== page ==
I don't actually know what the Microsoft Business Productivity Online Suite is, but if they're already using it for a lot of other stuff, I think it's pretty understandable to want their email system to integrate with it.
In this case, it appears that the DOI actually followed those rules and came to the conclusion that only MS could provide a working solution. Google is essentially saying in the complaint that
a) Their solution meets the stated requirements and the DOI knew about it.
b) It is unclear if Microsoft's solution even meets all the requirements (specifically the security requirements since Microsoft is not currently FISMA compliant and has a bunch of known problems in its exchange server)
therefore the justification for naming Microsoft's solution is invalid and solutions involving Google's product should have been allowed for consideration.
Since I didn't actually read the DOI justification (only Google's summary of it) and I am not familiar enough with the specific regulations that govern this sort of thing to comment on its validity, I simply wanted to point out that "naming the winner" in the RFQ is not enough to invalidate it and is not necessarily a problem if the proper research has been done.
I think the DOI can require that a solution must be compatible with or have the same features as Microsoft's solution.
However, they cannot say the solution MUST be the Microsoft product, and I think that is what Google is arguing.
Then they'd print a bunch of copies of these several hundred page documents up and mail them to IBM, Honeywell, Wang, DG and DEC and so forth for bids.
The guy at (say) DG would get this, see that the Govt wanted a Vax, and toss the RFP. IBM might try a bid, but usually the "Unix" bit would cause them trouble. [This was well before any serious IBM effort in Unix].
Their requirement is a single-vendor, single-source service that can only be obtained from Microsoft. That's naming the winner before you hold the contest.
An RFQ (request for quote) by its very nature is a request for specific commodities from an existing purchase contract, which are evaluated on a cost basis.
In it's simplest form related to IT, a server vendor has an part number for a hard drive listed on the GSA contract. Multiple resellers are able to sell that part. A RFQ is a solicitation that says "We would like to purchase 50 units of part #12345". The reseller with the lowest price wins.
There is a big difference between "should be compatible with" and "must be".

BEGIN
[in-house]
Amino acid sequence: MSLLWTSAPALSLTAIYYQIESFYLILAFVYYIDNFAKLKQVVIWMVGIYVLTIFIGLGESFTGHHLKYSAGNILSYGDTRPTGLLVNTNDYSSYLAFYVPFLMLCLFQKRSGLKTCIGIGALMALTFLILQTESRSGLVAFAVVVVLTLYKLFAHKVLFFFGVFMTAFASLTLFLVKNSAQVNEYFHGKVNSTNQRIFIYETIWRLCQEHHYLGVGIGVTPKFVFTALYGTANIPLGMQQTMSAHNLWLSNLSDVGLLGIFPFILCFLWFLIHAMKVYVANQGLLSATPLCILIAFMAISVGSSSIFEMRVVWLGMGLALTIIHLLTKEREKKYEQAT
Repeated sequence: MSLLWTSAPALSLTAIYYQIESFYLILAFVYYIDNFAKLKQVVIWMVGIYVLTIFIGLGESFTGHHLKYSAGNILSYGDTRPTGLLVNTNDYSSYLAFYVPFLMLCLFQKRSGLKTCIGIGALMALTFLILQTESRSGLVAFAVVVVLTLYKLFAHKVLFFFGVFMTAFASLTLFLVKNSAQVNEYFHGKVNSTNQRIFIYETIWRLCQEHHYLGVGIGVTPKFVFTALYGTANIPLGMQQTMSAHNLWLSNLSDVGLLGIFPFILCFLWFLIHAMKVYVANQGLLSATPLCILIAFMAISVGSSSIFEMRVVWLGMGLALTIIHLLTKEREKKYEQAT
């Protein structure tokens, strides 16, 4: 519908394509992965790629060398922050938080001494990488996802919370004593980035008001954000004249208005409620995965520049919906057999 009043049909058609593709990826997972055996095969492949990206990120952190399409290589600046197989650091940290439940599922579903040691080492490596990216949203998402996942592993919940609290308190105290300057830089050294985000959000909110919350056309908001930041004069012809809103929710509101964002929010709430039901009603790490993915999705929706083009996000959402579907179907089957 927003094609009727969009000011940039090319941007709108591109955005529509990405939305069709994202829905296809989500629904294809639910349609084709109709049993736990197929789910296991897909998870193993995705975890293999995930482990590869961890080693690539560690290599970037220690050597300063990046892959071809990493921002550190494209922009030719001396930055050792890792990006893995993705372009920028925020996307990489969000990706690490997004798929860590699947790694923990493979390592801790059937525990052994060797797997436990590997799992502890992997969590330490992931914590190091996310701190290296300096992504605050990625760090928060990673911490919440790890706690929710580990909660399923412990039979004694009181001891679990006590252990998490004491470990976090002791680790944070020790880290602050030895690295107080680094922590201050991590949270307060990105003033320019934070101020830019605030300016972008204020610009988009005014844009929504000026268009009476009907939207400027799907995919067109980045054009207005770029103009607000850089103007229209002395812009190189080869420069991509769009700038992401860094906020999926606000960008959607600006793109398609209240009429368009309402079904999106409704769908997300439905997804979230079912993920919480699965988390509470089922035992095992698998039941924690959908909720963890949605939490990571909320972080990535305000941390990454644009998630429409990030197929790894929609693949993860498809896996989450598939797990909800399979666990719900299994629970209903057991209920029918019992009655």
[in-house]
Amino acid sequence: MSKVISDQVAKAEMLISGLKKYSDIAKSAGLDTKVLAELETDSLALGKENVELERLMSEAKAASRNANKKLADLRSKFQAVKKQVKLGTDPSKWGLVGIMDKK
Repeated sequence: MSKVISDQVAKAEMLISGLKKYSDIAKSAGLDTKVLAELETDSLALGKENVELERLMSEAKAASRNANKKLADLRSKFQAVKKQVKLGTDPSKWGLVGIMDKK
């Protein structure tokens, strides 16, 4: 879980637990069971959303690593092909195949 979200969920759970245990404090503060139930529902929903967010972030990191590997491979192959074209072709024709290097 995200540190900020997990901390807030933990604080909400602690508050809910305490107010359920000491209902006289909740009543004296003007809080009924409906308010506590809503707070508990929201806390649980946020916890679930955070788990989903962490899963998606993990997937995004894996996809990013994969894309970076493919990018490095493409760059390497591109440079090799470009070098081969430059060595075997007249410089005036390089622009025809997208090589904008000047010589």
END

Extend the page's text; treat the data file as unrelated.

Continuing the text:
I would be glad if this changed that, though. There's a potential for quite a bit of money to be saved.
It's not entirely unreasonable to see it changing. Plus, as you said, it would save the government plenty of money in licensing and support.
As much schizophrenic as Microsoft's various divisions are, you can't make the Xbox division compete with the Office division on which one wins a contract for adding a feature to the Windows 8 kernel.
EDIT: Note that in general sovereign immunity would preclude a contract suit against the government. The Tucker Act permits several types of claims against the US Gov't.
Note that a lot of http://apps.gov is based around vendors built on Amazon EC2/S3 and Salesforce force.com platform. Microsoft is not a dominate player in government IT, in fact I probably see far more tax money going to IBM and/or Oracle every year if it makes anyone feel better. /s :)
It is true in the area of office apps that Google have an case here, but another way to look at this is that Google are mighty sore for having gone through all that security accreditation (FISMA) without winning more business. They put a lot of effort into the RFQ (as did Amazon, who did well out of this)
The functionality overload in recent versions of MS Offfice was so huge it made Microsoft develop entirely new user interface (`Ribbon') as the traditional pull-down menus weren't able to cope with it anymore.
Are you sure you need Kate the Average Secretary to toy around with countless functions? Will that add to the bottomline?
It's a huge disadvantage if all you ever do is edit existing documents (i.e., you work in government).
But seeing it 3 times in rapid succession feels like fingernails on the blackboard.
However, I assume Microsoft behaves in a similar manner.
IF you don't like that, just get rid of the government agencies.
"Microsoft Business Productivity Online Standard Suite is a set of messaging and collaboration tools, delivered as a subscription service, that gives your business rich capabilities without the need to deploy and maintain software and hardware on-premise."
Google's argument is that it wasn't a real RFQ if it was required to be from MS. Perhaps they already decided on Microsoft Business Productivity Online Suite but legally had to put up an RFQ and worded it as such that their chosen package was the de-facto winner. I guess we'll find out.
"A minimum seven years" would also have excluded Google.
As would "five."
Google's track record with business productivity apps for large organizations just isn't very long...